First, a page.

|Yang, Chenghai - TX A&M EXP'T STATION|
Submitted to: Transactions of the ASAE
Publication Type: Peer Reviewed Journal
Publication Acceptance Date: September 5, 2000
Publication Date: N/A
Interpretive Summary: Use of remote sensing technology for precision farming has been steadily increasing over recent years. Remote sensing has many attributes that are attractive for precision agriculture. The most important is its ability to acquire timely imagery over an entire field or multiple fields during the growing season. In this study, airborne digital imagery and yield monitor data were used to map plant growth and yield variability. Images were acquired from a grain sorghum field five times during the 1998 growing season, and yield monitor data were also collected from the field during harvest. The images clearly reveal plant growth patterns over the growing season. Statistical analyses showed there exist strong correlations between grain yield and image data for each of the five dates; however, images obtained around the crop peak growth were a better yield indicator. Yield maps generated from the images agreed well with a yield map from the yield monitor data. These results indicate that airborne digital imagery can be a very useful data source for detecting plant growth and yield variations for precision farming.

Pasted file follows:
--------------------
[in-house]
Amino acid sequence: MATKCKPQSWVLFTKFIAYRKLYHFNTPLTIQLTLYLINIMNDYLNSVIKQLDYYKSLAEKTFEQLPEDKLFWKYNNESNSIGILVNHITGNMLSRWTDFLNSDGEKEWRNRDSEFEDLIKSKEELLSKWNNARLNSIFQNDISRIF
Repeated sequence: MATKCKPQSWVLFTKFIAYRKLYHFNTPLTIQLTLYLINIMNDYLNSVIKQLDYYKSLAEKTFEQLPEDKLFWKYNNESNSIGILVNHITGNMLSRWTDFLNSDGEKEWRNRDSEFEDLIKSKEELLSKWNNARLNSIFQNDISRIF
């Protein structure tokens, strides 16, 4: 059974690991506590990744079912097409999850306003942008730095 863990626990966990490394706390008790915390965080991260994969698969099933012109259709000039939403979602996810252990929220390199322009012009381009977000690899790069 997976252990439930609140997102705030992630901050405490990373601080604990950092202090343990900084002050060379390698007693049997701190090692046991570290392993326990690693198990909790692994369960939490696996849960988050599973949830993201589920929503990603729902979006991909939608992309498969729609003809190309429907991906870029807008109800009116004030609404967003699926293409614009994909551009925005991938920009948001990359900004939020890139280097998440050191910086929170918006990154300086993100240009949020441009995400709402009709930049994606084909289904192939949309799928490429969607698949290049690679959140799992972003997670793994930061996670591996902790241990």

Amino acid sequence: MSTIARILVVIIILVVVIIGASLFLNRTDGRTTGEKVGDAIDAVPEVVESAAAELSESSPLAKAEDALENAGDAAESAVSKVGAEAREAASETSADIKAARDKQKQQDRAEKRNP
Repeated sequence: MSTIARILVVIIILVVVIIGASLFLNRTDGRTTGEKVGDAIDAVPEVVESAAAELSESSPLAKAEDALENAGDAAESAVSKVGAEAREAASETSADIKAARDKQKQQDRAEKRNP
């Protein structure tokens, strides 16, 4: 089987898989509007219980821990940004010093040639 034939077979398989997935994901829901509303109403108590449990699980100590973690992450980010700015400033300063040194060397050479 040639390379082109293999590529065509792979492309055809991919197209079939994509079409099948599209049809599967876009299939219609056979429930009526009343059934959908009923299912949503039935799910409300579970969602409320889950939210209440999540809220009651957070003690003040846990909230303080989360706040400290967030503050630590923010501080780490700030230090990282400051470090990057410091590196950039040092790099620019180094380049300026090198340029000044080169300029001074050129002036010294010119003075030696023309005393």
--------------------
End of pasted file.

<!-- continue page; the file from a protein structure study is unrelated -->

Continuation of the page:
Technical Abstract: Remote sensing is becoming an increasingly important tool for detecting plant growth and yield variations in precision agriculture. In this study, airborne digital imagery, in conjunction with yield monitor data, was used to map plant growth and yield variability. Color-infrared (CIR) images were acquired from a grain sorghum field five times during the 1998 growing gseason, and yield monitor data were also collected from the field during harvest. The images were georeferenced and then classified into zones of homogeneous spectral response using unsupervised classification procedures. The images and unsupervised classification maps clearly reveal the consistency and change of plant growth patterns over the growing season. Correlation analyses showed grain yield was significantly related to each of the three band components (near-infrared, red and green) of the CIR images and the normalized difference vegetation index (NDVI) for the five dates. Stepwise linear regression was also used to relate yield to the three bands for each of the five dates, and the three images obtained at and after the peak growth produced higher R-squared values (0.64, 0.66 and 0.61) than the other two early season images (0.39 and 0.37). Yield maps generated from the three best images agreed well with a yield map from the yield monitor data. These results demonstrate that airborne digital imagery can be a very useful data source for detecting plant growth and yield variability for precision agriculture.